in that it really is online - you can view every single page of each manual,
either in facsimile (i.e. what it really looks like) or in plain text.
If you do nothing else, read the section on Nineteenth
Century Social dance.
For a detailed and readable account of European social dancing over
three centuries, see the Earthly
Delights history pages. Well researched and written, these pages
contain many quotations from social dances from
Watson's Dance History is (to my knowledge) on of the best sources
on the Internet for information about social dances - including pre-18th
century and late 20th century dances too. What this site does best is
give you lots of related information for each dance, which is what helps
when you're trying to research a new subject - as an example, see how
many extra search terms he provides for the subject of tango.
of Dance History Scholars' links to 18th and 19th Century dance sites
has a few links to relevant pages, some of which will be useful if
you follow through more links.
Trochimczyk's site on Polish Dances is invaluable. If you are
researching the mazurka, you need to look at mazur,
since these three types of dance are often referred to in ballet circles
simply as 'mazurka'.
Chris Brady's Homepage
has some links to sites about research on traditional & social dancing
(down the left hand side of the page), particularly on quadrilles and
Vintage Dance Company "research, perform and teach American dances
from the colonial period all the way up through the 1940s". There
are more interesting dance
cards to look at here, and a lot of useful information about different
dances, including a bibliography.
Musical Elements through Listening (Rhythm) - Resources for Guided Listening
is not strictly about dance rhythms, but there is a very large table
of different pieces of music with a description of the rhythm and metre
of each one (scroll down the page to find it). Many of these are dance
pieces, and even those that aren't are still very useful as examples of
music which you might use in classes.
Social Dances in the Ballets
This is where life gets more difficult - how do you know whether there's
a dance in a ballet, unless you've seen it/heard it/read the score? Below
is the beginning of a list of sources. This is a work in progress,
so please forgive the missing details such as dates, choreographers etc.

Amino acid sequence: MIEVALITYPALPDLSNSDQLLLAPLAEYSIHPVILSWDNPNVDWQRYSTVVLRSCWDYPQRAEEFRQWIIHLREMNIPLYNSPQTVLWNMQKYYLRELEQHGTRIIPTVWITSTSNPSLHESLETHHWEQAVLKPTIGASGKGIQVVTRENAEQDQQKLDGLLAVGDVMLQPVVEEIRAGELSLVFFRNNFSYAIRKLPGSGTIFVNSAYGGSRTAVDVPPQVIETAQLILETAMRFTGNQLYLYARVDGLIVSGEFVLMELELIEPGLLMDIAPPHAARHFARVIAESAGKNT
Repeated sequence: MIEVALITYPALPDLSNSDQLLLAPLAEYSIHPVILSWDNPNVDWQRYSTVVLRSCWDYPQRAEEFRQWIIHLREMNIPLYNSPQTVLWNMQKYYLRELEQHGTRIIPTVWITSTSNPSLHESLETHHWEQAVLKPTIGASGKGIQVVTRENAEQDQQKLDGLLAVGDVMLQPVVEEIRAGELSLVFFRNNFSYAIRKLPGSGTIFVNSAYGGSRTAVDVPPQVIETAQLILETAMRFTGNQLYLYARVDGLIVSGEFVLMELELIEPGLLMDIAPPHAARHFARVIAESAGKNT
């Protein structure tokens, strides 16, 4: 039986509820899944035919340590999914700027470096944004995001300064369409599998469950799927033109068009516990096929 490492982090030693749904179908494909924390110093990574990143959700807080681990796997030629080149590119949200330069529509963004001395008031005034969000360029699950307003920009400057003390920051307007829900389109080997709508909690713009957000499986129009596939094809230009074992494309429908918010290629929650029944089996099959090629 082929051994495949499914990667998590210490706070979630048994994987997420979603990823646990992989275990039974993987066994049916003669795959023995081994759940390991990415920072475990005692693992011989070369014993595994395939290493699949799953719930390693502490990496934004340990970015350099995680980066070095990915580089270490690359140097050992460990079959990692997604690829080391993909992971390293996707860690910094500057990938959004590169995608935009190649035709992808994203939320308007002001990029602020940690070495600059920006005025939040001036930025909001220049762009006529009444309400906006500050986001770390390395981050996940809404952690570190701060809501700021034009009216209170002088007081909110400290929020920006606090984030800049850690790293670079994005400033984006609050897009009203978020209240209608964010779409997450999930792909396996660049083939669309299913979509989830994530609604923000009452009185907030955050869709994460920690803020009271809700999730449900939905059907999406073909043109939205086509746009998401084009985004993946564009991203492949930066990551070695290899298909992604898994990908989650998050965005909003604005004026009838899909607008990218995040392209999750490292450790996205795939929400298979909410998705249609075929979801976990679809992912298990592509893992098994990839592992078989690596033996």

I'll fill these in as time goes by.... Many of these works are available
on CD in the Royal Academy of Dance library, and those that are out of
copyright are available to listen to online at Naxos.
You'll need to register there, but that's free. Naxos is a terrific resource
for listening to music - don't miss out.
TABLE OF BALLETS THAT HAVE SOCIAL/NATIONAL DANCES
||Respighi (after Rossini)
||Tarantella, Mazurka, Cossack Dance, Can-Can, Waltz,
||Numerous Spanish dances
||Gavotte, Waltz, Passepied, Mazurka, Galop
||Waltz, Csardas, Mazurka
||Waltz & some 'Spanish' dances
||Polka, Foxtrot, Tango and many others
||Waltz (of the early, Ländler type), Galop
|Golden Age, The
||Waltz, March, Polka Schnell/Galop
||Waltz, Polka, Spanish dance (see La Cachucha)
||Tchaikovsky arr. Stolze
||Mazurka, Polonaise, Polka, Waltz
||There is a ballroom scene in Act II, and
a Polonaise opens Act III
||Ecossaise, Galop, Waltz, Polonaise
||This is used for Grade VIII
||Minkus et al
||Waltz, Polonaise, Mazurka, Galop, Polka Schnell
|Pas de Quatre
||Waltz, Gavotte, Polka, Czardas, Polka Schnell (coda)
|Red Poppy, The
|Romeo & Juliet
|Scènes de Ballet
||Waltz, Mazurka, Polonaise
||Waltz, Polka, Mazurka, Polonaise, Farandole, Sarabande,
||Ländler, Tarantella, Bolero
||Mazurka, Polonaise (danse des coupes, Act I), Bolero,
||Act I Pas de Trois is very similar to a quadrille. Likewise,
codas are related in tempo and feel to the Polka Schnell
||Chopin arr. Douglas
Books and Articles
IF you see the sign
by a reference, that means this is not to be missed!
L., Smith M. (1997) National dance in the Romantic ballet in Rethinking
the Sylph, New Perspectives on the Romantic Ballet. Hanover: University
Press of New England, pp. 11 - 68.
Cavalli, H. (2001) Dance and Music: A guide to dance accompaniment